I’m just back from an emergency meeting of Make Acronyms Great Again (MAGA) in Hollywood.
As chairman of MAGA’s Crisis Committee (CC), I called the meeting in response to a recent survey showing that most Americans believe President Of The United States (POTUS) nor Son Of A Bitch (SOB) adequately defines Donald Trump. The debate was spirited, acronymists being famously passionate.
“POTUS describes only the office, not the individual,” I began.
“And SOB is much too narrow,” said a linguistics scholar from Berkeley. “It addresses bad character but fails to take into account the buffoon’s low Intelligence Quotient (IQ).”
“Make it Stupid Son Of A Bitch (SSOB),” cried out a ventriloquist who does Trump impressions. “Or Stupid President Of The United States (SPOTUS).”
“Hear, hear,” added his dummy.
A perverse concept for a Reality TV show turns into an even more perverse shoot. 2,122 words. Illustration by Thomas Warming.
It was the dumbest Halloween pitch anybody had heard in forty years. So, naturally, it sold. The reality show was suggested as a joke at a party on Friday night, and by Monday morning the network lawyers had the contracts ready to sign for The Real Vampires Of Transylvania. Why it never aired is revealed in line producer Josh Combs’ production reports. Thanks to Mr. Combs’ widow for permission to reprint them here:
Friday, April 13:
How auspicious to start a vampire series on Friday The 13th. I’m here in Romania for pre-production. We announced an open casting call from 10 to 6, then realized that we should have made it PM instead of AM. In line with the network’s mandate for diversity, we put out a call for a cross-section of physical types. Of course, all the vampires have to look young, beautiful, and sexy; our shorthand for this is “VILF.” Anybody who’s either old or ugly will be cast as villagers. Since we’ll be shooting entirely at night, we were afraid the show couldn’t have any children. Amazingly, all those who applied so far are at least a hundred years old yet look like they’re nine and ten.
In order to make sure we hire the real thing, we have mirrors posted at strategic spots around the meeting room. Note: this may eventually pose a problem for the make-up department. Costuming probably won’t be an issue since everyone tends to arrive dressed in period finery looking like a cross between a Frozen character and the Ambassador Hotel doorman. Most of the actors say they’re from Seattle and are almost all unrelentingly morose. One of the ways we ferret out fakers is by inviting them to sample our craft service table. They refuse everything, although we almost had a disaster when one of the less worldly applicants started to eat a blood orange and we quickly told him it was just a name. Rather than risk another such incident, Amazon Prime is overnighting a supply of crucifixes.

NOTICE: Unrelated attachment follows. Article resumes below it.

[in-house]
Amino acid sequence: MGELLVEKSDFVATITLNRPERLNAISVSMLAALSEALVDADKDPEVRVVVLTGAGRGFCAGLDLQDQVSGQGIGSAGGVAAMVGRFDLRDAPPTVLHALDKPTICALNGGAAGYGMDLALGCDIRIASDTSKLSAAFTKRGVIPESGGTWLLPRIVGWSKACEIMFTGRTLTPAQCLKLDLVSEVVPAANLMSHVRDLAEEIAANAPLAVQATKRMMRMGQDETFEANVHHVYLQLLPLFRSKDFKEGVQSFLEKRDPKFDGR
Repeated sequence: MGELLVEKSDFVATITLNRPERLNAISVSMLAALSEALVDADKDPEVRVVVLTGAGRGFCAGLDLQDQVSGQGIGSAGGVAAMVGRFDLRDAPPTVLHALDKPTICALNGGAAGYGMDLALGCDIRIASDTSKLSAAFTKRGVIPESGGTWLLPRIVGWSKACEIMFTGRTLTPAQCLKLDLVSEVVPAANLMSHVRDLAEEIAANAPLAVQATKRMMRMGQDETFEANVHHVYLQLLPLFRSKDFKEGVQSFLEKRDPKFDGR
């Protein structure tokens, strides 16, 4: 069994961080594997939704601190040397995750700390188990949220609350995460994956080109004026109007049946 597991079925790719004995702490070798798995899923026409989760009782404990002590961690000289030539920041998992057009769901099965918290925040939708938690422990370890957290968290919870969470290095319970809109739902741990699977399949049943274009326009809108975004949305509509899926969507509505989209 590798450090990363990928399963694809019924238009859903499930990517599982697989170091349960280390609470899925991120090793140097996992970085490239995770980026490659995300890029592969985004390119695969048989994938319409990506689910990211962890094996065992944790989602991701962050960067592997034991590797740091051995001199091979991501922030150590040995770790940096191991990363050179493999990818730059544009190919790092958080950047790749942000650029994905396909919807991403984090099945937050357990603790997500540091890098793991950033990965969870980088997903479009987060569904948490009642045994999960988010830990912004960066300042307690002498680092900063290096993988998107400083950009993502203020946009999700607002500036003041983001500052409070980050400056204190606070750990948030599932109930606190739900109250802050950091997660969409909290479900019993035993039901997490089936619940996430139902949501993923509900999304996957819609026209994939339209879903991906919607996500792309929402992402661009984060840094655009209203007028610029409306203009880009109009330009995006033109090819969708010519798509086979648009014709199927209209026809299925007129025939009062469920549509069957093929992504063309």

What if America’s creeps were cast members on The Simpsons meet Survivor? 2,158 words. Illustration by Mark Fearing.
“An animated weekly web series.”
The producer didn’t say anything. Grover waited. He needed a sign. Fingers tapping, a cough. Finally – thank fucking God – the producer blinked. Grover dove back in.
“We’ll generate money from YouTube ads, a lot of ads, because I think this could go big very quickly. Affiliate marketing, merchandising, a book deal, DVDs, network, possible feature sale. But we’ve got to move fast.”
The producer shook his head. “Bannon might be on the way out. But he’s got Hollywood ties. So does Mnuchin. I don’t know if I want to go up against that. How many people have you talked to about this?”
“You’re the first,” Grover said. And that was mostly true. He’d pitched the idea to a producer friend at a Clippers game and the friend had laughed. “Yowza. Career suicide, pal.” Which didn’t exactly count as a pass, did it?
“Remind me of the one-liner again.” The producer took a deep breath.
“Lord Of The Flies meets Island Of Misfit Toys meets ‘Basket Of Deplorables’.”
To what lengths will the wannabe famous go to stay in the celebrity picture? 1,891 words. Illustration by Mark Fearing.
When I spot the paparazzi on Montana Avenue, I get an adrenalin rush. Someone famous is around here. I can smell it. I, myself, have some notoriety, being the only child of Melissa Kane, star of such classics as Moon Over Malibu and Surf Wars.
My mother was famous in the seventies for her beach movies. She met my father, Francis Fanucchi, a mid-level studio executive, when he came to the set of Sand In My Shoes. My mother was blonde and lithe. In contrast, my father was compact, dark, muscular and pugnacious. I am tall like my mother, but I have my father’s coloring. Some say I have his face, but I reject the idea. Still, I have to admit that his robust genes beat out my mother’s more ethereal ones.